Roy Anderssons world is a bleak place peopled by lonely individuals who inhabit drab monochromatic rooms. Like zombies, the inhabitants trudge across the gloomy cityscape wearing pale, ghoulish makeup.
Inspired by the revolutionary climate of the 60s and 70s, young filmmakers sought to reshape Japanese society by challenging womens traditional roles. In a beguiling body of films, three actressesKaji Meiko, Okada Mariko, and Wakao Ayakoflouted prevailing screen stereotypes of chaste, submissive, and self-sacrificing women.
A symphony in three movements, Jean-Luc Godards latest film meditates on the sweeping mutations wrought by new digital technologies, globalization, and the monetization of more and more aspects of human life. A reflection on Europes past, present, and future, its a compendium of familiar Godardian tropes and themes.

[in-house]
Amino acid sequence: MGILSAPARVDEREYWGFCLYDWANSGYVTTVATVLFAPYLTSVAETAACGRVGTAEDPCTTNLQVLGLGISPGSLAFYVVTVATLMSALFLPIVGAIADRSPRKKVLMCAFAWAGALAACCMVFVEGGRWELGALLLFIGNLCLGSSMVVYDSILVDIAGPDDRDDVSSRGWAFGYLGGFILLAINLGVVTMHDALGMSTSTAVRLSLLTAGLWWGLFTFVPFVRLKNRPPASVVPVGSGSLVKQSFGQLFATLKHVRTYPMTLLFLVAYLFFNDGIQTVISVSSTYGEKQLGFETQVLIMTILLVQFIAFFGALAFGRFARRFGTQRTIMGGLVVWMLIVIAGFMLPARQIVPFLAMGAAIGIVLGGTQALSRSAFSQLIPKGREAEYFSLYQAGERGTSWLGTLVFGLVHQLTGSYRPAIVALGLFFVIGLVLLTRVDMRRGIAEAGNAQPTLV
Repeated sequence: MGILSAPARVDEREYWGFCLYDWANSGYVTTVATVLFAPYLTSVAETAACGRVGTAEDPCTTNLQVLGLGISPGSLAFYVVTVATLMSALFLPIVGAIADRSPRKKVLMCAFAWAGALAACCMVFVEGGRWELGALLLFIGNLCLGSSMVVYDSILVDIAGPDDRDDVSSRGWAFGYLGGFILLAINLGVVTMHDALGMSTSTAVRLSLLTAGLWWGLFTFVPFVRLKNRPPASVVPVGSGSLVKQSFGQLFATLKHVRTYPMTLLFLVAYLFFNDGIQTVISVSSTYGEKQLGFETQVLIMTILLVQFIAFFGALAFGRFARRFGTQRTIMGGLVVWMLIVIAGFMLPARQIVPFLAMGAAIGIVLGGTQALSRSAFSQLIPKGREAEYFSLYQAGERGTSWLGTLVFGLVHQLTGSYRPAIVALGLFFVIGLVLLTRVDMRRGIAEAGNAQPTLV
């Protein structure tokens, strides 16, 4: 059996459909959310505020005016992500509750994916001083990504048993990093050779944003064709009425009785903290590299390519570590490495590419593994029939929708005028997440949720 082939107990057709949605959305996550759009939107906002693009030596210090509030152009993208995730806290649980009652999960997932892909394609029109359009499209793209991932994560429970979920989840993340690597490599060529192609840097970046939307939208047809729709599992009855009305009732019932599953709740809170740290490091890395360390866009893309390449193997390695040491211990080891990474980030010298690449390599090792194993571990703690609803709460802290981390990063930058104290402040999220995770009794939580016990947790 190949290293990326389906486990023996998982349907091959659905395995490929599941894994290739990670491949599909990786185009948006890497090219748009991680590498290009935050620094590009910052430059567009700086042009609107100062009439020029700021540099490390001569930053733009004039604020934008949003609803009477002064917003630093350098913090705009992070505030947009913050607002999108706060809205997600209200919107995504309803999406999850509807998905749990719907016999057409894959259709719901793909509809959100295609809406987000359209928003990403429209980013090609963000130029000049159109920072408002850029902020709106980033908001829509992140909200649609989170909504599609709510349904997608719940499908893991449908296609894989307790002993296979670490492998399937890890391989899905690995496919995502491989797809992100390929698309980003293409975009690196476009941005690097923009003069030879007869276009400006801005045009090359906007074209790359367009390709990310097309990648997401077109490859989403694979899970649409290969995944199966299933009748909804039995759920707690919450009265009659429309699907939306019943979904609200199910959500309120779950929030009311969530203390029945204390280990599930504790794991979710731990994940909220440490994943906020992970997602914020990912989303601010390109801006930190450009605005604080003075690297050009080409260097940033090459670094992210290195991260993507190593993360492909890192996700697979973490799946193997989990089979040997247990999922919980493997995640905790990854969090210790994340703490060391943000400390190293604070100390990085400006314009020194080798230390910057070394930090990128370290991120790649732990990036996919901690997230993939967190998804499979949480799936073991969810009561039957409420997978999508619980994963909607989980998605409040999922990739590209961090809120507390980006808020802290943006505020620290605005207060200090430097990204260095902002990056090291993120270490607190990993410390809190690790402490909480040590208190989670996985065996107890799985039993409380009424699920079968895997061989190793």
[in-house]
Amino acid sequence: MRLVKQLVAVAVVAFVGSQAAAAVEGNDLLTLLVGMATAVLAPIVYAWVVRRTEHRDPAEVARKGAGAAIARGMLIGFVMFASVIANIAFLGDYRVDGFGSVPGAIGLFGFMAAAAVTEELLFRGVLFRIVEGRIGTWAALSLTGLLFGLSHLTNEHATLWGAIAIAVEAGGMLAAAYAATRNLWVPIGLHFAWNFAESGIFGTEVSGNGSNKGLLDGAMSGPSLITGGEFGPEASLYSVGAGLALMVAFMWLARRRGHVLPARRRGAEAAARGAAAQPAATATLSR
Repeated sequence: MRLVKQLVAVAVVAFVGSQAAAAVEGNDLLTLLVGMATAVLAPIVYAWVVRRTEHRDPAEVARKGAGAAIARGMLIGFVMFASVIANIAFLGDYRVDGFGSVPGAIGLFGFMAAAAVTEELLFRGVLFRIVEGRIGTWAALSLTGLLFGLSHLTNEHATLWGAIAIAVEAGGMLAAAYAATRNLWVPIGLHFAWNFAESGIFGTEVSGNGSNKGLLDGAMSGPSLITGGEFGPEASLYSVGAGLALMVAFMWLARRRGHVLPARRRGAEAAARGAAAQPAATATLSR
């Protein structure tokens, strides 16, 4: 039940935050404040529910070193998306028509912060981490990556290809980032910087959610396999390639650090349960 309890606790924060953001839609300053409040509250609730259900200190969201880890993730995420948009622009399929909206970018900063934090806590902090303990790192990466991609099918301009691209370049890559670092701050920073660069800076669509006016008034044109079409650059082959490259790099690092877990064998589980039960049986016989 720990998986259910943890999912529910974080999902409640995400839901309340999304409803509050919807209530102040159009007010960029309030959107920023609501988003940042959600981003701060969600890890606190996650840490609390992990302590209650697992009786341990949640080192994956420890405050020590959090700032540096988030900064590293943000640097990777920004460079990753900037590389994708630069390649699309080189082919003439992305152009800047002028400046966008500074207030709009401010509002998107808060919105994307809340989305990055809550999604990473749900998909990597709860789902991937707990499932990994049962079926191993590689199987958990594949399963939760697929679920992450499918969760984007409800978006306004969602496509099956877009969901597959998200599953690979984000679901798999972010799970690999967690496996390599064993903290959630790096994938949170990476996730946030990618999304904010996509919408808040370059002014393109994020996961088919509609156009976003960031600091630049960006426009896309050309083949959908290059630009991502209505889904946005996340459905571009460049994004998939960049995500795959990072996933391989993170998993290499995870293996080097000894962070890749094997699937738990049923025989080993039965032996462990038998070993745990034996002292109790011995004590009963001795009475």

Jean-Luc Godard’s latest dispatch on the current state of media and the world is a densely layered montage of films, sounds, and texts in the inscrutable style he has honed since his magnum opus Histoire(s) du cinéma (1988-1998).
In Bi Gan's depictions of his hometown, Kaili, located in the mountainous Guizhou province in southwest China, the streets are unfailingly rain-soaked and it's always night. The buildings are abandoned and everything is beautifully decrepit.
Shinjuku, Tokyo in the late 60s and early 70s was an electrifying place: student radicals, avant-garde street performers, drag queens, and assorted hippies crossed paths in a vortex of vibrant counterculture. In the heart of Shinjuku stood the Shinjuku Bunka, the Art Theatre Guilds flagship showplace. Painted stark greyin contrast to the surrounding gaudy commercial theatersthe Bunka introduced Tokyoites to European art cinema as well as to the most daring Japanese independent productions of the day.